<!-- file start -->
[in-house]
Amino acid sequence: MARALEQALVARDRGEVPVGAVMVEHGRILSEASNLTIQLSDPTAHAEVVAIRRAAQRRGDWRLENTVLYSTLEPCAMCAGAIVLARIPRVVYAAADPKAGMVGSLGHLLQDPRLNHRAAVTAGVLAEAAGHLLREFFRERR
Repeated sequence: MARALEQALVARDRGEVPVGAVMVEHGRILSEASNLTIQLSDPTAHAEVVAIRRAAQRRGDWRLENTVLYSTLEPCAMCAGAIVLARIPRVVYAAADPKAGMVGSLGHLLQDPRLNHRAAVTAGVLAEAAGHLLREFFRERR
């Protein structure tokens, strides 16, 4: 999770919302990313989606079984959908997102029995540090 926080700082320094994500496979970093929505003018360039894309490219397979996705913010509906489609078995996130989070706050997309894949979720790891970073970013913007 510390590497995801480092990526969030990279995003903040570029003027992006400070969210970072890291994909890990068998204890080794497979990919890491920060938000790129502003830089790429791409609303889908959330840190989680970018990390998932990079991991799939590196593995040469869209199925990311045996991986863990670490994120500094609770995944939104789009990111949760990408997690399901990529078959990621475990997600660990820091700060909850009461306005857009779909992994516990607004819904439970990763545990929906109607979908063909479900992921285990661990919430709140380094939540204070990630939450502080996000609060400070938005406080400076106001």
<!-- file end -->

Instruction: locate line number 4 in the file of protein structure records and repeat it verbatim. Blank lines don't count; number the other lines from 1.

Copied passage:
């Protein structure tokens, strides 16, 4: 999770919302990313989606079984959908997102029995540090 926080700082320094994500496979970093929505003018360039894309490219397979996705913010509906489609078995996130989070706050997309894949979720790891970073970013913007 510390590497995801480092990526969030990279995003903040570029003027992006400070969210970072890291994909890990068998204890080794497979990919890491920060938000790129502003830089790429791409609303889908959330840190989680970018990390998932990079991991799939590196593995040469869209199925990311045996991986863990670490994120500094609770995944939104789009990111949760990408997690399901990529078959990621475990997600660990820091700060909850009461306005857009779909992994516990607004819904439970990763545990929906109607979908063909479900992921285990661990919430709140380094939540204070990630939450502080996000609060400070938005406080400076106001």